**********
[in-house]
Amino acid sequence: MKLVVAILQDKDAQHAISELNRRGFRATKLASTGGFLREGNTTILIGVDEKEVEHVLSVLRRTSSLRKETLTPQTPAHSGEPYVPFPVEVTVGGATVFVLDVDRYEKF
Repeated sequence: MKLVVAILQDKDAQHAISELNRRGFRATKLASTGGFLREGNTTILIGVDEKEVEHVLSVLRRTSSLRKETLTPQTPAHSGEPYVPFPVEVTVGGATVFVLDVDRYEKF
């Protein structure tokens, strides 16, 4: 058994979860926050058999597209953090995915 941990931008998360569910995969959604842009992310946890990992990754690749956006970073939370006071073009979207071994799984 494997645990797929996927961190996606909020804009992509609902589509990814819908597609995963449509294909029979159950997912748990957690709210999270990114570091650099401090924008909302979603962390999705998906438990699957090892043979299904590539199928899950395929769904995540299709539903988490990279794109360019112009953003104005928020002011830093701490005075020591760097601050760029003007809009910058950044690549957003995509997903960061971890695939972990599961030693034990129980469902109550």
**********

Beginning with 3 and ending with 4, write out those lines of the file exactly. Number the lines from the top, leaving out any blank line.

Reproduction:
Repeated sequence: MKLVVAILQDKDAQHAISELNRRGFRATKLASTGGFLREGNTTILIGVDEKEVEHVLSVLRRTSSLRKETLTPQTPAHSGEPYVPFPVEVTVGGATVFVLDVDRYEKF
């Protein structure tokens, strides 16, 4: 058994979860926050058999597209953090995915 941990931008998360569910995969959604842009992310946890990992990754690749956006970073939370006071073009979207071994799984 494997645990797929996927961190996606909020804009992509609902589509990814819908597609995963449509294909029979159950997912748990957690709210999270990114570091650099401090924008909302979603962390999705998906438990699957090892043979299904590539199928899950395929769904995540299709539903988490990279794109360019112009953003104005928020002011830093701490005075020591760097601050760029003007809009910058950044690549957003995509997903960061971890695939972990599961030693034990129980469902109550």